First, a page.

When you think about hackathons, the first thing that typically comes to mind is programmers huddled together over laptops and notepads to solve a specific problem and create a functional product. Inherently, hackathons involve engineering or business-based challenges and participants focus on the technical side of product development.
Design Connected: Shaping the Future of Design-led Thinking
As we move toward this technology-driven future, we’re finding more and more that it’s not enough for companies to simply develop innovative products. Instead, our customers are looking to technology partners to lend design-thinking expertise to really stand out. A well-developed user experience sets products and platforms apart and is no longer a “nice to have” but is required to withstand disruption. Since hackathons serve as collaborative environments and often produce inspiring results, we can leverage this framework to encourage design-led thinking especially among young designers.
On Saturday, January 20, we hosted Design Connected: An Innovation Challenge at Drexel University’s Antoinette Westphal College of Media Arts and Design in Philadelphia, PA in an effort to do just that. The ‘designathon’ was open to undergraduate students from the college and prompted them to create a concept for a digital product or service that redefines how we consume, interact, and control our favorite content within the space of media and entertainment.
In addition to mentoring the future members of Philadelphia’s design community, we were also excited to continue building our relationship with Drexel University’s Co-op program by meeting and interacting with the next generation of applicants. In fact, future Spring/Summer EPAM Co-ops Jaclyn Parry (Junior, Graphic Design) and Jacob Culp (Senior, Interactive Digital Media) both competed on teams during the event. Much like an internship, Drexel’s unique undergraduate cooperative working program allows students to gain real-world working experience in their field of study over a six-month period. Many former EPAM Co-op students have even become full-time employees.
Four teams competed in Design Connected and picked between three subcategories: TV and media, music, and home control. During the three-hour collaborative working session, teams created a branding concept and outlined how their concept would work. EPAM UX, design and media experts offered students guidance on strategy, presentation, innovation, as well as physical and digital design.
After the working session, the teams had 15 minutes each to present their ideas to a panel of EPAM judges, whose weighted scoring criteria included visual aesthetic, level of forward thinking, functional value to the target user and conceptualization process. Here are the concepts that the four teams developed:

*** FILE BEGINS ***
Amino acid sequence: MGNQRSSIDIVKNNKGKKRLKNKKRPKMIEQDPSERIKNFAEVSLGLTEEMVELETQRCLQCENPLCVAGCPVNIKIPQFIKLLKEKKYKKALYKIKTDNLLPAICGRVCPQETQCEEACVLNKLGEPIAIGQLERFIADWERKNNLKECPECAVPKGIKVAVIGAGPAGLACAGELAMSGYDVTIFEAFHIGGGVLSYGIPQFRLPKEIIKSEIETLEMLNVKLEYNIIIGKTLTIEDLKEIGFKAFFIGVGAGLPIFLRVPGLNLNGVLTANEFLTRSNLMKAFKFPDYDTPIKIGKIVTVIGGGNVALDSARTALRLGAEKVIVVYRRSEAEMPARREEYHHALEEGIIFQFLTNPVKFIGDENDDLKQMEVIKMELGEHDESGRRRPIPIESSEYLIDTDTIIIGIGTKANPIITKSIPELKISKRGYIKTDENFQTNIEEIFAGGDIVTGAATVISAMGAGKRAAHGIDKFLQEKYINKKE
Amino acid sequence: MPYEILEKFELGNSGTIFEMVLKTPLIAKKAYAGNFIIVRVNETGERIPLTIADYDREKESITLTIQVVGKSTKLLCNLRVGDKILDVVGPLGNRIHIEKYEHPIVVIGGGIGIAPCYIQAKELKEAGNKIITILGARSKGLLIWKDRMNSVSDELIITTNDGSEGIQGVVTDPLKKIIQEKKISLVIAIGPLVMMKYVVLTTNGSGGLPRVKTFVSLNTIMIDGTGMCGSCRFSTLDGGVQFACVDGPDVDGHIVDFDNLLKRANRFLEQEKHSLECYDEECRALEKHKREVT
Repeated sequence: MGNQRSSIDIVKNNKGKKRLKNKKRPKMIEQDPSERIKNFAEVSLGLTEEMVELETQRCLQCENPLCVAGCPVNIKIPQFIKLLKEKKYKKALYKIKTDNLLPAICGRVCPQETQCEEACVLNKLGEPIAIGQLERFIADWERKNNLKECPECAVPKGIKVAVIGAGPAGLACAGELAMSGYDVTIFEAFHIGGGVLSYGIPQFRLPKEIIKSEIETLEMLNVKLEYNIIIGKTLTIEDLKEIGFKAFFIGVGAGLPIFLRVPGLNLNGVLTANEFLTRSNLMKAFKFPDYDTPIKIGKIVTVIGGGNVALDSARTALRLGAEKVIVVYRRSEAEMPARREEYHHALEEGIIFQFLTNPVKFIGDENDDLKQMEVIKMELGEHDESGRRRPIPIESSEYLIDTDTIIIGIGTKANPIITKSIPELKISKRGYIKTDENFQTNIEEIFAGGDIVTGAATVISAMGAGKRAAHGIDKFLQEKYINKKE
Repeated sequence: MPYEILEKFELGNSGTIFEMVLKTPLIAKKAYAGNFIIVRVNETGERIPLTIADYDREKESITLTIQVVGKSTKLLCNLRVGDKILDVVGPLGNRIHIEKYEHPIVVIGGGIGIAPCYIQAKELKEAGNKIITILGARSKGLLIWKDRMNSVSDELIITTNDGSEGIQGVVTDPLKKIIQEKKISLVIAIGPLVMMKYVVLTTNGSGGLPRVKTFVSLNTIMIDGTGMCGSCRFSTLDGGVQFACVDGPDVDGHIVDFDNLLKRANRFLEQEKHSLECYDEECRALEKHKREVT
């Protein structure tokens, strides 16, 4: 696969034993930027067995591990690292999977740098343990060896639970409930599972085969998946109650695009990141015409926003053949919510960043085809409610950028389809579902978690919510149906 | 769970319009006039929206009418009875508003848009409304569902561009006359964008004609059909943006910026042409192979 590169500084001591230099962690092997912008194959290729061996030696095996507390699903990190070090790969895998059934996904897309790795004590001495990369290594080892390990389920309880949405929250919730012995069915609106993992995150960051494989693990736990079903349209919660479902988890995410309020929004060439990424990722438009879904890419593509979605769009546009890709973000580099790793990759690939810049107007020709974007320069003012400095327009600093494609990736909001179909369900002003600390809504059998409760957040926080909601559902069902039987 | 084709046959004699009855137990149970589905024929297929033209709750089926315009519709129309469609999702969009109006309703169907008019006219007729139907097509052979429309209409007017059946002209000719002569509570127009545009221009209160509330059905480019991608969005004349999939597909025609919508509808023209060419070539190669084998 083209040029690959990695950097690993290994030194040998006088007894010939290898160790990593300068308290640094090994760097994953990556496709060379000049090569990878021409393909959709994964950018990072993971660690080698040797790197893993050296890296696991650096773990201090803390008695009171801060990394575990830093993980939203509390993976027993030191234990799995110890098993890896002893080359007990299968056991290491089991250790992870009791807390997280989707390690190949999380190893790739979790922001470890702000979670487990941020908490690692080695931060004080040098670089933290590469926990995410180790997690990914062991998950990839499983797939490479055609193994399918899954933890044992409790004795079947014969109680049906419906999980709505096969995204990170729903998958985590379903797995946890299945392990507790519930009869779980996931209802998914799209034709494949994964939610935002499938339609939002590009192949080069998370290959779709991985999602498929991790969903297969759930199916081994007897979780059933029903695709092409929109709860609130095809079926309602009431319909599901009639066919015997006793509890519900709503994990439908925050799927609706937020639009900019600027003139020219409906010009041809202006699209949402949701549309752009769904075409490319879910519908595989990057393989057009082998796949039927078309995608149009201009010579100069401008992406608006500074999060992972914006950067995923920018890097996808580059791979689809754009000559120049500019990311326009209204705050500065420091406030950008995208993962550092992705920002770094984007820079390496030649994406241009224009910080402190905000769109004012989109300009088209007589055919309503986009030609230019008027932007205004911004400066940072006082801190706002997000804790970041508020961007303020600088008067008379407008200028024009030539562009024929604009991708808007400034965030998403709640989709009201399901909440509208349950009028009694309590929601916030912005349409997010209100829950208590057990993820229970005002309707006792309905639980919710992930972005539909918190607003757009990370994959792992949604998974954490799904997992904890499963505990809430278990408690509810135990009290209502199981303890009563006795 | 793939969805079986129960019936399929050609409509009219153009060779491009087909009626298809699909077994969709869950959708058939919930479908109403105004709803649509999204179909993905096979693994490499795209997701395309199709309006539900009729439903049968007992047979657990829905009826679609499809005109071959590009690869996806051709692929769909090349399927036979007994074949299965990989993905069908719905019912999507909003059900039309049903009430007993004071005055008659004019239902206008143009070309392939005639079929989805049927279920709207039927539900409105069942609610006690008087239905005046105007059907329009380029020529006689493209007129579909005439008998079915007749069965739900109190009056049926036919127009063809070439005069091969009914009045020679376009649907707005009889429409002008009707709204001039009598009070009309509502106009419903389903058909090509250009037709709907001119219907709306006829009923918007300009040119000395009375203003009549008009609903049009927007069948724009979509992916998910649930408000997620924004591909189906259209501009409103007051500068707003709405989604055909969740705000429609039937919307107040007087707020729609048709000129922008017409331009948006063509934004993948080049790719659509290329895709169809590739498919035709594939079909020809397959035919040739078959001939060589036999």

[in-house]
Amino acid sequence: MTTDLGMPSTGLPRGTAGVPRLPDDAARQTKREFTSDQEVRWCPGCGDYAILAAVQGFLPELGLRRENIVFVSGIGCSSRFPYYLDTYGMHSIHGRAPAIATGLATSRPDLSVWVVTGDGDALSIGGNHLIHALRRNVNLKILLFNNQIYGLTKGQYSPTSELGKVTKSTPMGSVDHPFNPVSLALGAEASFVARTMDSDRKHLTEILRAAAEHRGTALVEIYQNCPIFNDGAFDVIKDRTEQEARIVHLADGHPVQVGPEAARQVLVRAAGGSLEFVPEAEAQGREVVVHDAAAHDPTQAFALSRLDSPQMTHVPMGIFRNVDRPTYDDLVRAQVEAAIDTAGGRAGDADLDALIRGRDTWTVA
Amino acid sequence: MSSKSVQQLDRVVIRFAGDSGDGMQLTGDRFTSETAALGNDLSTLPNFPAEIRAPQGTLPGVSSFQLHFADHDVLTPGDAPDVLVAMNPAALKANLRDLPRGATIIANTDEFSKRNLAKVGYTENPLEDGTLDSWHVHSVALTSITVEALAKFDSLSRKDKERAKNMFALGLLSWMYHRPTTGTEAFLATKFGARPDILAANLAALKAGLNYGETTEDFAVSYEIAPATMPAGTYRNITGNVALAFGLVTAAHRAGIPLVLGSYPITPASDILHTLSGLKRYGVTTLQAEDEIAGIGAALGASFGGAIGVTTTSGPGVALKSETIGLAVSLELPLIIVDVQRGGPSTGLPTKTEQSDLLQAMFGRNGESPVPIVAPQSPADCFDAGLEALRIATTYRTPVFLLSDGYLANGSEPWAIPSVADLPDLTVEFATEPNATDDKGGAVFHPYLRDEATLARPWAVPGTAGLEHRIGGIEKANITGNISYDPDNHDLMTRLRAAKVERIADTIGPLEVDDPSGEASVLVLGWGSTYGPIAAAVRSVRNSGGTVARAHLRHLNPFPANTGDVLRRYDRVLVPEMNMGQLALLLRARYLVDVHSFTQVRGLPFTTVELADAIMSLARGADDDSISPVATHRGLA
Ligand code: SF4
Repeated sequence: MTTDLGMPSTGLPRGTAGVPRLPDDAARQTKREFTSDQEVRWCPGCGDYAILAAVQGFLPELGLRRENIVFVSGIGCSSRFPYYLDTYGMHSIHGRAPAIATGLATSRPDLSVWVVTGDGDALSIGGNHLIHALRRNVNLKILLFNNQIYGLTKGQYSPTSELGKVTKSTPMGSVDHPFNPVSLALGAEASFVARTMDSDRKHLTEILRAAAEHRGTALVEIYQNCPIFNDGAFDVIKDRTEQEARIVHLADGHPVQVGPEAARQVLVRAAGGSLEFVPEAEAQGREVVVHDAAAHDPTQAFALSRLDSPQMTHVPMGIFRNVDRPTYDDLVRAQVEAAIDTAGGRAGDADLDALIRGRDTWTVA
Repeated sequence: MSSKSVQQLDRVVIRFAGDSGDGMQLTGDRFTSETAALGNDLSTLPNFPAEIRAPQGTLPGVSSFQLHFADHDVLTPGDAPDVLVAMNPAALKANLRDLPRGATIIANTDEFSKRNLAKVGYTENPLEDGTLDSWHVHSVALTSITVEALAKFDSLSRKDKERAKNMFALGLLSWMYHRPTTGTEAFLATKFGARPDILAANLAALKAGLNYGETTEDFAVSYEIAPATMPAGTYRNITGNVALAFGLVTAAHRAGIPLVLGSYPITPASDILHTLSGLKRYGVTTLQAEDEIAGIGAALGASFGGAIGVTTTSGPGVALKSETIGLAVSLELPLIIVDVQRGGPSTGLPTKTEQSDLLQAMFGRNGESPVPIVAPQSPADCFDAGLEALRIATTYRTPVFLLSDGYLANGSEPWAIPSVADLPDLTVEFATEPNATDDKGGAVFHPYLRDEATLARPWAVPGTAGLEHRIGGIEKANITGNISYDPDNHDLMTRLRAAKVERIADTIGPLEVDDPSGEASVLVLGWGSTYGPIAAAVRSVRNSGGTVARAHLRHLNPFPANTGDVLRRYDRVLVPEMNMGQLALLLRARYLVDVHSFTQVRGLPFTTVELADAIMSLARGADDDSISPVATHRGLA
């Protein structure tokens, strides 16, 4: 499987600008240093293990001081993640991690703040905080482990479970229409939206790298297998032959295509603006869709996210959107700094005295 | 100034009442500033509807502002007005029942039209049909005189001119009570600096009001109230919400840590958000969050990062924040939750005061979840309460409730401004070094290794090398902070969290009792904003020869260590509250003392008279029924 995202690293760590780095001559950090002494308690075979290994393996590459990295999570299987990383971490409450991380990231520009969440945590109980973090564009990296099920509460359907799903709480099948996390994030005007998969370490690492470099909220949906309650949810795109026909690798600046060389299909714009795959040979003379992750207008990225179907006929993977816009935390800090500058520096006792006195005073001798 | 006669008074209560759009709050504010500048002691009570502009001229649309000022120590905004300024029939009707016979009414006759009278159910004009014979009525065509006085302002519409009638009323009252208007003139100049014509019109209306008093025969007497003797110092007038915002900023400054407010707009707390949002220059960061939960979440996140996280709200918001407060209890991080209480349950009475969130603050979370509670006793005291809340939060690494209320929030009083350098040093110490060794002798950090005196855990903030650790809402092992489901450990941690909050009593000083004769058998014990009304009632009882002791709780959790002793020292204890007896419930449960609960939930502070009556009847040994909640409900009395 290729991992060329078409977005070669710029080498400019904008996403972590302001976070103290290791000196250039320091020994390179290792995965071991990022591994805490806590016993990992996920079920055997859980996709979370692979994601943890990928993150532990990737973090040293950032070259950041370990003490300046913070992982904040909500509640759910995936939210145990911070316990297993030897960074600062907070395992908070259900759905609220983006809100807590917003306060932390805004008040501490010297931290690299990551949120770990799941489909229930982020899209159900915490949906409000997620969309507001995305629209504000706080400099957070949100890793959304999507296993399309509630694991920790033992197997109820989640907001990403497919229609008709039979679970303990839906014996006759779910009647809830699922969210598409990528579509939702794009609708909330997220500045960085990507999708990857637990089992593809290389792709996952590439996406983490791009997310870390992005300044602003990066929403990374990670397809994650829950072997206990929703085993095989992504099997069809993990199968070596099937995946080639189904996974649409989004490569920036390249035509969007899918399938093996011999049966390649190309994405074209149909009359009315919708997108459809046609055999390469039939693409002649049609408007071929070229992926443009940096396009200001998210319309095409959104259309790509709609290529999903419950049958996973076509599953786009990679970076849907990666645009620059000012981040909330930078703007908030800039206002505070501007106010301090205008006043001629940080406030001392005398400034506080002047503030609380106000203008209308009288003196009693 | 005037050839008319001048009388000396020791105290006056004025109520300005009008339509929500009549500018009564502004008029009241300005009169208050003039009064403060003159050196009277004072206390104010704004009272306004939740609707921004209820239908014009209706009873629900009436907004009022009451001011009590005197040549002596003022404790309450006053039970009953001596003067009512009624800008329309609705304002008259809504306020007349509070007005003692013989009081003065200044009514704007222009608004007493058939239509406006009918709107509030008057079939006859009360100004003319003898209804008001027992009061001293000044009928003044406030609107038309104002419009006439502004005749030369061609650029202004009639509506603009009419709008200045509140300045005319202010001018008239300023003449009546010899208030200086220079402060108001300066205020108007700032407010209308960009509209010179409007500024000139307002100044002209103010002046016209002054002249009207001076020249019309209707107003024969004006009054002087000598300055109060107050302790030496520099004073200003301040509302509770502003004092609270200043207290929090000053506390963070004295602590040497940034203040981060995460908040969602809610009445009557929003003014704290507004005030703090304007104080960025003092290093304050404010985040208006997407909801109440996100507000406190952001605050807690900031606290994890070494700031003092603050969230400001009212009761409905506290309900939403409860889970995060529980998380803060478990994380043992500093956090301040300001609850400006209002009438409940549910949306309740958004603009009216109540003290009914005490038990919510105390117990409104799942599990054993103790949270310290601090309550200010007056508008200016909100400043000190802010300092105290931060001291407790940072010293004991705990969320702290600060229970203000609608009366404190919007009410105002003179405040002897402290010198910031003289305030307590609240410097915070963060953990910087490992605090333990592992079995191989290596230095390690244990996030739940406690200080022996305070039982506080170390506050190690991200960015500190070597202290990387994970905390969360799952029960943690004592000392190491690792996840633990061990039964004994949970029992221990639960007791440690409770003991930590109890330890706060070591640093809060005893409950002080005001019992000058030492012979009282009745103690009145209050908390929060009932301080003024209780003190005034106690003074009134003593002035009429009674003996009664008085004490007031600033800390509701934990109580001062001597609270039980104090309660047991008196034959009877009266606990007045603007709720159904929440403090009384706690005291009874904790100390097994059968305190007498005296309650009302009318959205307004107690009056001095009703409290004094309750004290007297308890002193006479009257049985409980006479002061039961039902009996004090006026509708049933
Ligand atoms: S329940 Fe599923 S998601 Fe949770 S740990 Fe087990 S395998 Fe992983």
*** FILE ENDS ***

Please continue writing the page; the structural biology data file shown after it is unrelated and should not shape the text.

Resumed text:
- 1st Place: SwitchTune leverages several streaming applications and AR to help users connect with others based on location and music interests. When two SwitchTune users are in range of one another, both parties are notified and their pre-selected “Top Songs” are dropped into each other’s playlists. The application also allows users to pin playlists or music to different landmarks so that users can access different songs as they travel. With its gamification features, users can earn points by sharing and unlocking different playlists and songs.
- 2nd Place: DESy is an energy-saving home management system that runs on Blockchain and cryptocurrency technologies. The system allows users to conserve energy by transferring and exchanging energy to different devices in a user’s home as they become fully charged.
- 3rd Place: Slate, an IoT-enabled application, automates home applications. The application learns a user’s daily habits, automatically sends reminders and turns off systems and appliances in the home.
- 4th Place: Omni employs a similar concept to the Sonos Bluetooth speaker system. However, this particular system includes motion sensors so when a user moves from room to room in a house, the music and sound travels with them.
Needless to say, we were extremely impressed with the outcome of our flagship designathon. Locally, we plan to continue partnering with colleges and universities to connect with students and pushing this concept of design-led challenges.
EPAM would like to thank the following volunteers who helped mentor the students and lend their professional expertise: Rebecca Deery, Kate Lindeen, Jon Ashley, Rob Koch, David Farkas, Bruce Criscuolo and Nick Ratush.